28.02.2017 | University of Central Florida

nachricht Cells adapt ultra-rapidly to zero gravity
28.02.2017 | Universität Zürich

All articles from Health and Medicine >>>

The most recent press releases about innovation >>>

Die letzten 5 Focus-News des innovations-reports im Überblick:

Im Focus: Safe glide at total engine failure with ELA-inside

On January 15, 2009, Chesley B. Sullenberger was celebrated world-wide: after the two engines had failed due to bird strike, he and his flight crew succeeded after a glide flight with an Airbus A320 in ditching on the Hudson River. All 155 people on board were saved.

On January 15, 2009, Chesley B. Sullenberger was celebrated world-wide: after the two engines had failed due to bird strike, he and his flight crew succeeded...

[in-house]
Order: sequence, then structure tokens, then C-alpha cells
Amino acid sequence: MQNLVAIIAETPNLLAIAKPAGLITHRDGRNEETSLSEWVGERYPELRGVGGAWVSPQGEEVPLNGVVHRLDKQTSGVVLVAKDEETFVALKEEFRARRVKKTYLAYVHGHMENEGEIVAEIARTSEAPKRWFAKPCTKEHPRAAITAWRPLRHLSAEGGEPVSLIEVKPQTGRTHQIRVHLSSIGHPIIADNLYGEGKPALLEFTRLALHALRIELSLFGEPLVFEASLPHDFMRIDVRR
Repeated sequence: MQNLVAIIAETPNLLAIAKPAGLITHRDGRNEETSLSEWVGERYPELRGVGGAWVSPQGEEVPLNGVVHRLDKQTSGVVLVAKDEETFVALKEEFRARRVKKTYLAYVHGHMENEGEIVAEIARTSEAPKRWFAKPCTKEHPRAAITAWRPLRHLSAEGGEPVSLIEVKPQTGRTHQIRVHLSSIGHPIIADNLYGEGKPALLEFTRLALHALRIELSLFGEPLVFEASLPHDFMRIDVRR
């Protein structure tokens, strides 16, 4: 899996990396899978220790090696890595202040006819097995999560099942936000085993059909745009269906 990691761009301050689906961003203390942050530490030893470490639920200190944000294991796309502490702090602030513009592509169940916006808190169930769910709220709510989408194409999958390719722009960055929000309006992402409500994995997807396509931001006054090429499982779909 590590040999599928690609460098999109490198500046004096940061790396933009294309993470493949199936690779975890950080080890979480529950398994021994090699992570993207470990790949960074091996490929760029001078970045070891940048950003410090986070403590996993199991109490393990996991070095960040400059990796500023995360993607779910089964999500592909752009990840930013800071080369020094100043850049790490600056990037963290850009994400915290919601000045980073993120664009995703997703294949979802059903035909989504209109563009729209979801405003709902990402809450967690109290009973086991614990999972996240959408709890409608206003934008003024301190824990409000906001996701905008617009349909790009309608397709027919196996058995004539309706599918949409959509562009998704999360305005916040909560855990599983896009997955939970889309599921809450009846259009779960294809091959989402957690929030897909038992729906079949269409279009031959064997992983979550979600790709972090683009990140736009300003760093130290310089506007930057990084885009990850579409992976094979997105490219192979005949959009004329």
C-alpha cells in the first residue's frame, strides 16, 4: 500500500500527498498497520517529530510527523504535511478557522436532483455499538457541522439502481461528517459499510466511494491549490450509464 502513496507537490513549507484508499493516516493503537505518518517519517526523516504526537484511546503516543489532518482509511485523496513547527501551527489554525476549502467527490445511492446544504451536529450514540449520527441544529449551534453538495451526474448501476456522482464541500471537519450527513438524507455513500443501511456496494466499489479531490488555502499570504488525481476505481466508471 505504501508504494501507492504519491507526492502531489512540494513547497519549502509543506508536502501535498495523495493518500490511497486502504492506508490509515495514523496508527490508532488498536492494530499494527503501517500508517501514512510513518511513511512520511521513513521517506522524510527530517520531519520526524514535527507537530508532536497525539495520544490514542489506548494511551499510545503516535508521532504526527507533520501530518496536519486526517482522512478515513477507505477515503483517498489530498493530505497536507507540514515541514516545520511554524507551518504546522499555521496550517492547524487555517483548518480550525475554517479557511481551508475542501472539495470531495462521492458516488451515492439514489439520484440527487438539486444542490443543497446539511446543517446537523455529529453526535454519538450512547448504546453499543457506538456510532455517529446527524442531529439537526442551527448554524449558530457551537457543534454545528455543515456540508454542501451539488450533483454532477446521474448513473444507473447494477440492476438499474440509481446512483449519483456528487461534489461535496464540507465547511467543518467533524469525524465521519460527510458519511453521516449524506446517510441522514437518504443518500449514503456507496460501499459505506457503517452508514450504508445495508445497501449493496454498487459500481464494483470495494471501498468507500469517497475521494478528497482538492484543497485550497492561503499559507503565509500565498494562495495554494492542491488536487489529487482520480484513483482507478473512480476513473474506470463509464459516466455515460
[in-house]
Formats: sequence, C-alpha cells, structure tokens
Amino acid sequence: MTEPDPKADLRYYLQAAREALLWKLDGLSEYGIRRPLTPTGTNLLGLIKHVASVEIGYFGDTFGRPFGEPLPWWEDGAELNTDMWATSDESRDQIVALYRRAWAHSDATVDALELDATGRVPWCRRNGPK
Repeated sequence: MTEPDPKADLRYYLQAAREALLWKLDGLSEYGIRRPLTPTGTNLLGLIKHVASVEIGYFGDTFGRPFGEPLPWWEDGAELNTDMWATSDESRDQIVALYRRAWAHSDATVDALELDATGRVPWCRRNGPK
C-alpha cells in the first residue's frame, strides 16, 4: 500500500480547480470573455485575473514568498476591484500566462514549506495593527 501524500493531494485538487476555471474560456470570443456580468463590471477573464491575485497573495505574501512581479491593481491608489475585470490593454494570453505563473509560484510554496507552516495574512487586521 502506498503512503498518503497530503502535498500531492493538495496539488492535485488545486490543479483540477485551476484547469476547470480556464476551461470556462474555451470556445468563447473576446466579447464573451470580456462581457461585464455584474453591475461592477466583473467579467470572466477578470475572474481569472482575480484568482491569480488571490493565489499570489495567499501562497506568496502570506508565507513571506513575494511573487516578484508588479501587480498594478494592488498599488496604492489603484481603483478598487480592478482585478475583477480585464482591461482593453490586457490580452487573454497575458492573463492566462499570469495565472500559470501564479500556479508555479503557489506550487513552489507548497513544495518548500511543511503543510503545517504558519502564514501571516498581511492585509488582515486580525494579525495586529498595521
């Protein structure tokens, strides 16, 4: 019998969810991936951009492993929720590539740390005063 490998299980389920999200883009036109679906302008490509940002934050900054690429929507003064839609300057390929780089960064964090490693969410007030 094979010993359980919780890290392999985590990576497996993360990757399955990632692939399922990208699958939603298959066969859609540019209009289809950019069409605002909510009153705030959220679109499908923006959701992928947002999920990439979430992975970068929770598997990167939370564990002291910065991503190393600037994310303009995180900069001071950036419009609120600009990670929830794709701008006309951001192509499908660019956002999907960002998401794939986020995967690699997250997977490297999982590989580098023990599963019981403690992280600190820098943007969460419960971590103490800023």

Im Focus: Breakthrough with a chain of gold atoms

In the field of nanoscience, an international team of physicists with participants from Konstanz has achieved a breakthrough in understanding heat transport

In the field of nanoscience, an international team of physicists with participants from Konstanz has achieved a breakthrough in understanding heat transport

Im Focus: DNA repair: a new letter in the cell alphabet

Results reveal how discoveries may be hidden in scientific “blind spots”

Cells need to repair damaged DNA in our genes to prevent the development of cancer and other diseases. Our cells therefore activate and send “repair-proteins”...

Im Focus: Dresdner scientists print tomorrow’s world